Lebanon/Syria #13 - Beads and Seeds
by Julie Burgess, for the team
“Jesus said, ‘Let the little children come to me, and do not hinder them, for the kingdom of heaven belongs to such as these.’” Matthew 19:14
This is a day to share the stories of ministry to children and youth. We have shared in previous posts about the precious Sunday school children and their sweet smiles singing their songs of JOY. It is one of the enduring ministries of the churches here. We have seen much on this Friday, but the thread that strung our stops together like the beads on the prayer chains you see being rubbed by so many here, was the ministry for children and youth.
While traveling with Rev. Nuhad Tomeh last summer, he told our group of faithful women that he and two partners were opening a KG – a kindergarten – in his village of Yazdieh, Syria. The purpose he said was twofold: to minister to children in this village and to provide jobs for local women who were widowed by the war or its effects. God’s word commands us to love, to teach, to heal, and this brand new Love and Hope Preschool was doing all three in bright new surroundings. We met Sylvia, formerly a housewife, who is now the director. She was asked if she liked this transition, and her reply was a definite YES! Ten of the thirty-three children enrolled here were out sick on this day, but the balance of 3-5 year olds enchanted us with their shy smiles and their singing. We did the hand motions along with them especially as they sang M-O-M-M-Y, a song for their mothers on Mother’s Day. This school employs Sylvia, six teachers, a health aide and a bus driver, and in a small place in a big country full of needs, God has provided through the hands of church members.
We could have stayed hours in this bright spot, but after only thirty minutes we had to hit the road for Banias. Marilyn and I had met women from there at a previous women’s conference. With an invitation extended in prior years, we were finally able to accept it to spend time with this grace-filled church.
Banias Presbyterian Church began about thirty years ago as Presbyterian church members from another part of Syria came here to work in the oil industry. With no established Presbyterian church there, they began meeting together. They rent a flat in a building, which houses their cozy sanctuary and the necessary fellowship hall for after service coffee and cookies. Friday is their regular day for worship and Sunday school as it is the first of the two weekend days, so we gathered with the faithful to hear Rev. Jack Baca bring us the word from Psalm 119. Jack is a great preacher, don’t get me wrong! But the highlight of this worship was when the youth group sang for us and then was joined by the children. Unlike other churches where the Sunday school is made up almost entirely of Christians, this group was composed of mostly non-Christian background kids. Unabashedly singing out songs of Jesus as king and Lord in English, it was a most blessed morning. It was a reminder that we are but planters of seeds. We don’t bring the growth and we may never experience the harvest, but our call is to plant and Banias has planted.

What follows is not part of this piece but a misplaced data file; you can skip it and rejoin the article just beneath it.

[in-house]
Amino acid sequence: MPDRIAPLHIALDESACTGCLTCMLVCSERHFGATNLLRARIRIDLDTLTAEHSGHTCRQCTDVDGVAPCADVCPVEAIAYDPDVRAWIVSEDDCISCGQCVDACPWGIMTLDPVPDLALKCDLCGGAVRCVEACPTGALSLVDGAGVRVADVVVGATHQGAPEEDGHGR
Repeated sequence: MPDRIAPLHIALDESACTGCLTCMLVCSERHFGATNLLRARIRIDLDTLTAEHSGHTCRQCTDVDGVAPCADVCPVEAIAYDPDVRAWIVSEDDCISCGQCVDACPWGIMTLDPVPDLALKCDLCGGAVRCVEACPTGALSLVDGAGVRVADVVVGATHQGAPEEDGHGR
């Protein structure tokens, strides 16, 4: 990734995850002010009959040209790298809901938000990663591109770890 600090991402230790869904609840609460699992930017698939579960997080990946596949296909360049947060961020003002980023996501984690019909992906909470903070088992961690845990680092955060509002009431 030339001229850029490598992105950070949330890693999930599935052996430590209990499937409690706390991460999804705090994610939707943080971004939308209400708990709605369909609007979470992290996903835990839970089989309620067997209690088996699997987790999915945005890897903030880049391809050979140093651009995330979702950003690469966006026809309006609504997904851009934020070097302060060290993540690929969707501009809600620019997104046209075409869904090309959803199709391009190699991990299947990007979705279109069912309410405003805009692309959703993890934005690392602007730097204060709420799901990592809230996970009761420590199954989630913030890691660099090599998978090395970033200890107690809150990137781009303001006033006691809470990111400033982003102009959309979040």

After worship, after fellowship with coffee and cookies, we were invited to lunch by the elders and dear Rev. Salam Hanna who shepherds this flock. We ate in a restaurant perched just below the centuries old castle on the high point overlooking the Mediterranean Sea. I don’t know if young people, college and high school age, in your congregations are willing to sit with older generations after Sunday worship, but again I must point out their presence and their engaging conversations. Not to mention the fact that they are experts at taking selfies! In this way we can document and share their faces with you.
As hard as it was to leave Banias and the elders we have come to love, Georgette and Richard, we pile back into the cars and head back to Yazdieh for an informal worship with this church, now led by Elias Jabbour and his wife Petra. They have only been married for less than two years, but they make a powerful team of ministers. It is hard to step into a place led by one pastor for forty-two years, but they have brought a new young energy here to give new strength to a team of seven elders. One of their greatest gifts is in liturgy and music and it was quite evident on a Friday night. A choir of beautiful young women, eleven strong, presented a rocking version of “O Come, All Ye Faithful,” and other selections from Christmas. On a February night the incarnation was made new again by our Arabic singing sisters.
Again, the reminder of long-time disciples planting and nurturing new seeds is one to be lifted up. These young women are university students or professionals working in their chosen fields. They will become the pillars of the church here and continue to spread the seeds of God’s word. They will be Sunday school teachers. They will be elders. Some might even become pastors: We met a young woman named Suhad who asked us to pray for her as she contemplates studying theology at the seminary in Beirut.
KG students loved into the kingdom. Non-Christian children and youth singing of Jesus. A choir of angels on a dark night in Yazdieh. Seeds planted for the future harvest. Bead by bead, strung together on cords of faith, strengthened by grace, this is the story of God’s church in Syria. May its length increase in years to come as the children continue to come to the Lord.
Julie Burgess, West Hills Church, Omaha, Nebraska